Seattle Weekly's Quick Guide to the Big Game

The Super Bowl is inescapable in Seattle. People are painting airplanes blue and green, musicians are remixing player interviews into song, and every business that knows what's good for it is offering some sort of 12th Man special. This isn't even including the suffocating media maelstrom of stories previewing the big game against the Denver Broncos this Sunday night in New Jersey. It can get a little overwhelming. Wouldn't it be nice to have a one-stop resource for brief, smart analysis on the game, something with cute illustrations and perhaps an amusing drinking game? Hey, that's what this is!

Broncos They boast a record-setting offense run by the greatest quarterback the game has ever seen—but can Peyton Manning overcome his reputation for cold-weather failures and playoff washouts? Or will “The Legion of Boom” give him yet another offseason of gloom?

Matchup to Watch All of the Broncos offense vs. all of the Seahawks defense

Denver scored more points this year than any team in NFL history—and they still have one game left. The Seahawks’ D isn’t quite as historic, but it is designed to stop an attack just like Denver’s. The Broncos’ offensive strategy is to exploit the opposing defense’s weak points. The Seahawks’ defensive philosophy is to have no weak points. Then again, Seattle’s D waits for you to make a mistake, while the Broncos’ O specializes in precision. Does defense really win championships? I guess we’ll find out.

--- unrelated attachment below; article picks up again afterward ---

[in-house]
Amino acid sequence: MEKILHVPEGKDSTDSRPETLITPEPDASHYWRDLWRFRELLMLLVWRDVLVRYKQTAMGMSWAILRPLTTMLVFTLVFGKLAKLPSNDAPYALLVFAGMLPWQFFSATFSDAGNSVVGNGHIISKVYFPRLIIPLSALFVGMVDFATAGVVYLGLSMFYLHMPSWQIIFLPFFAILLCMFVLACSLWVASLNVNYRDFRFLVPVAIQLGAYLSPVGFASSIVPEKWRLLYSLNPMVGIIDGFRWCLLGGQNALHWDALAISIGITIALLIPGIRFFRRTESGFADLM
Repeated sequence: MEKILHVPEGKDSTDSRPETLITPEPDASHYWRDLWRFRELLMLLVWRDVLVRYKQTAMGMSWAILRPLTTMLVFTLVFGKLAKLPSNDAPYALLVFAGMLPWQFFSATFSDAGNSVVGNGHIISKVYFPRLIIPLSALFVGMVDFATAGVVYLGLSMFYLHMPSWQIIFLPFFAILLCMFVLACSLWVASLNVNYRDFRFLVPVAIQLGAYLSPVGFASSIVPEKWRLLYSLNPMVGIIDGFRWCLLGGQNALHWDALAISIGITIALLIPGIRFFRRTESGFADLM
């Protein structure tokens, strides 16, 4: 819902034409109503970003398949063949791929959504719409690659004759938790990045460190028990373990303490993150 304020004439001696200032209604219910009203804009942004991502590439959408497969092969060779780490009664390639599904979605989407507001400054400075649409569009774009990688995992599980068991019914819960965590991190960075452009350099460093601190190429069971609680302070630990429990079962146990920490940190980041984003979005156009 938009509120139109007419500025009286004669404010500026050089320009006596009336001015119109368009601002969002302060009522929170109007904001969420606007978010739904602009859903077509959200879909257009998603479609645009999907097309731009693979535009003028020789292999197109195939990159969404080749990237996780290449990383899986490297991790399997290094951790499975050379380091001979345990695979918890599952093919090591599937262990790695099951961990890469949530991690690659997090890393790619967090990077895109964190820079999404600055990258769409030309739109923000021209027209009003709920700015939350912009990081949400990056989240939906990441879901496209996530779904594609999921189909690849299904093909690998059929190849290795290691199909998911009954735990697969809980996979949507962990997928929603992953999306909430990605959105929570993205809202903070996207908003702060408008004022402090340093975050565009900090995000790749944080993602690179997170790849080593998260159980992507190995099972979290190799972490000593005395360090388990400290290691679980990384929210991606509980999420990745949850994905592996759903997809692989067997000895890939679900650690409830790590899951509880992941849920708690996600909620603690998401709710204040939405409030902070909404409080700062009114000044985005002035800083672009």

Seahawks They’re young, fast, and ferocious—the 2013 Seahawks’ defense has not only lived up to its lofty expectations, it’s destroyed them. But does this confident, youthful team have what it takes to win it all? Or is “America’s Most Miserable Sports City” once again destined for disappointment?

Matchup to Watch Skittles vs. pot roast

The Broncos hold opponents to an NFL-low 2.84 yards per carry on runs up the middle. Why? Because of 335-pound Terrance “Pot Roast” Knighton, the fulcrum of Denver’s D-line. While Knighton gets the attention of two or more large men—much like an actual pot roast—Denver’s speedy linebackers are free to attack, pouring into offensive-line gaps like gravy. Besides eating Skittles, Marshawn Lynch’s favorite hobby is running directly into large people and laughing when they try to tackle him. It’s the classic tale of the irresistible confectionery force meeting the immovable slow-cooked meat.

For more mildly amusing Super Bowl commentary, follow @SethKolloen and @CodyGoins. For more pretty pictures, go to

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